Kevin O'Toole/LONDON

LOCKHEED AND Martin Marietta helped to lead a better round of financial results from the US aerospace industry in 1994, putting the two corporations in a strong position to emerge as the world's largest defence aerospace group when their merger is sealed in mid-March.

Combined aerospace sales for the groups totalled around $22 billion in 1994, which could put a merged Lockheed Martin narrowly ahead of Boeing, which continues to struggle with the depressed airliner market. Together, the companies also start their marriage with $900 million in available cash.

Martin Marietta chairman Norman Augustine describes the year as arguably the "most remarkable" in the group's history. He adds that benefits from the group's General Dynamics Space and GE Aerospace acquisitions are already beginning to show through in improved results.

Despite flat sales in its core defence business, Lockheed managed to continue to improve profits. Chairman Dan Tellep says that 36% of Lockheed's sales are now in non-defence areas and highlights a "dramatic improvement" in its commercial electronics operation.

Raytheon also looked to a growing portfolio of commercial businesses to offset a decline in its defence-electronics operations. Commercial operations, including the Beech and Hawker aircraft lines, now make up 65% of group sales and half of profits, says chairman Dennis Picard. He confirms that the group intends to "...remain a leader in defence", with its military operations now being consolidated within a single electronics-systems division.

GM Hughes produced better results from its defence division because of its cost-cutting efforts, including the radical consolidation of the missiles business following its acquisition of GD in 1993.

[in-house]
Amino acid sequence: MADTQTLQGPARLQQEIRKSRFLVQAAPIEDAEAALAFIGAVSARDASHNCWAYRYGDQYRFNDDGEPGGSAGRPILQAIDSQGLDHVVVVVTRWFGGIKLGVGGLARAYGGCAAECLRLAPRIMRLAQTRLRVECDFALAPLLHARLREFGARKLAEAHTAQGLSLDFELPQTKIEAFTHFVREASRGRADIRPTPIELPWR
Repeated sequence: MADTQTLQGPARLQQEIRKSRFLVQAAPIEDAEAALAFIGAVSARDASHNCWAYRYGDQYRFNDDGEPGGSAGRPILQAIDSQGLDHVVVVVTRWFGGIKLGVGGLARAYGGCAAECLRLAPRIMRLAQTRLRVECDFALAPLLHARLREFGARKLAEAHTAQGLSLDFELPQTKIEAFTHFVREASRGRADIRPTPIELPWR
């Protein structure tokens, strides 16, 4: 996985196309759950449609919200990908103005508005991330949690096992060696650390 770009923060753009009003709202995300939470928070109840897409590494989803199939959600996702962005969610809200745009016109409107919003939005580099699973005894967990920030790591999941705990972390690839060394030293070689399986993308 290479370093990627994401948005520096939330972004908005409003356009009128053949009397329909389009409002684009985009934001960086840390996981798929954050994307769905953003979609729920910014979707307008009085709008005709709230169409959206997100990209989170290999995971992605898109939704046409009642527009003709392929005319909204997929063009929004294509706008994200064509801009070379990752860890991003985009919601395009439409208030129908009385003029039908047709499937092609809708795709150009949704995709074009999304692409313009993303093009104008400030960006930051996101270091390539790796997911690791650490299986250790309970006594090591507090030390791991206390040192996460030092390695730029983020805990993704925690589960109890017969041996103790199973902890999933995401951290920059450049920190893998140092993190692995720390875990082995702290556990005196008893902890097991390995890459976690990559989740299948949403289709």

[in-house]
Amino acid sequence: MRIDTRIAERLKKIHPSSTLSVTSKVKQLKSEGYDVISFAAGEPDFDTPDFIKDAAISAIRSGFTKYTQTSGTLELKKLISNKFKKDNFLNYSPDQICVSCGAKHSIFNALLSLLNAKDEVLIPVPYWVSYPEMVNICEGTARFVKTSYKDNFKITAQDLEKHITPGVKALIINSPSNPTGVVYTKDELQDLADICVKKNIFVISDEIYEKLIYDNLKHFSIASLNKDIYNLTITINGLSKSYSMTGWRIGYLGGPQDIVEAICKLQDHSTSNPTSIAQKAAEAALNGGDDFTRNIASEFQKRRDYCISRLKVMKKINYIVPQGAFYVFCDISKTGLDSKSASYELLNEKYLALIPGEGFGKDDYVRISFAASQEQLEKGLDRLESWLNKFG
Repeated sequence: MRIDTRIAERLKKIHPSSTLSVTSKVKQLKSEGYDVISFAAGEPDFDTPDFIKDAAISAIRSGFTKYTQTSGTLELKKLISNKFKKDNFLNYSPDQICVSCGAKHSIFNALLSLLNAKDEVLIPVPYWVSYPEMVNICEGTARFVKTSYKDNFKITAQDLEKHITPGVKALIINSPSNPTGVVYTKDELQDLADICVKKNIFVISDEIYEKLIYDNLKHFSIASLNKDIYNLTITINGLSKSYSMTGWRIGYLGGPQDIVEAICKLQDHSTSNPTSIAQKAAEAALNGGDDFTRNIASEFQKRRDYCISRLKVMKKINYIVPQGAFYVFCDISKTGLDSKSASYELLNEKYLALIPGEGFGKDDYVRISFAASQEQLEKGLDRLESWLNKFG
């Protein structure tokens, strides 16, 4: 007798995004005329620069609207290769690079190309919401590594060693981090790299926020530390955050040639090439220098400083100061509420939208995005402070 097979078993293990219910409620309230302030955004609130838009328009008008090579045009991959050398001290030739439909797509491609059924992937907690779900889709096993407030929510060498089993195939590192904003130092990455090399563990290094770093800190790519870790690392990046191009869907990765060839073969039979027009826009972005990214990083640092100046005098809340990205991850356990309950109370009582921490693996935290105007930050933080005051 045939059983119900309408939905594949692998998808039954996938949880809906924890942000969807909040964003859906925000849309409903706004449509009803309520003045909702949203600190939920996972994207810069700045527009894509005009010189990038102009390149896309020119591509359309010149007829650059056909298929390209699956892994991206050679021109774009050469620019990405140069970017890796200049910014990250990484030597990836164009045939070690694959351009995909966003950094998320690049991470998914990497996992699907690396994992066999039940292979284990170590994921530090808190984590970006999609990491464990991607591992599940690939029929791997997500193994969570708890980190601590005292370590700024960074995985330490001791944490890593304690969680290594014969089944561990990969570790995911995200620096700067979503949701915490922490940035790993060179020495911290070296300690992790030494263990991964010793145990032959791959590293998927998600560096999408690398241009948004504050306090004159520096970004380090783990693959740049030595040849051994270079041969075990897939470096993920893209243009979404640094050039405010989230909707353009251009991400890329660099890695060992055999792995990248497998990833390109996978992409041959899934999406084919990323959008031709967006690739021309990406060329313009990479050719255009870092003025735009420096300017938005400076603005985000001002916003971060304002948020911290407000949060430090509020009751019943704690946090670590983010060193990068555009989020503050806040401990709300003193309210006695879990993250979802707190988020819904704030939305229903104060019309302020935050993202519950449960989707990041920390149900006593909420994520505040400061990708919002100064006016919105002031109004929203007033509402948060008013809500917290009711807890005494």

The Hughes commercial division chalked up losses, however, attributed to rising costs on air-traffic-control contracts and the wait for revenue from its Avicom in-flight entertainment systems. The division's decline in sales is largely because of the sale of the Rediffusion simulator business, says Hughes.

United Technologies (UTC) has begun to see better returns from a slimmed-down Pratt & Whitney, helped by lower development spending and the beginnings of a recovery in the airliner-spares market. Spares ordering had risen to around $140 million a month towards the end of the year, against an average of $124 million in 1993.

Sales in UTC's Flight Systems division, now minus the Norden radar business, continued to dwindle, but group president George David says that Hamilton Standard is back in profit and Sikorsky is putting in a "strong performance".

AlliedSignal chairman Lawrence Bossidy has called for his group to continue to repeat the 6% improvement in productivity achieved in 1994. Further opportunities will come from absorbing the Lycoming engine operation acquired from Textron in October.

Although the performance of Textron's now diminished systems division remains lacklustre, the group's aircraft unit has been boosted by higher revenues from V-22 development work at Bell Helicopter and a tailing-off in development costs at Cessna.

Source: Flight International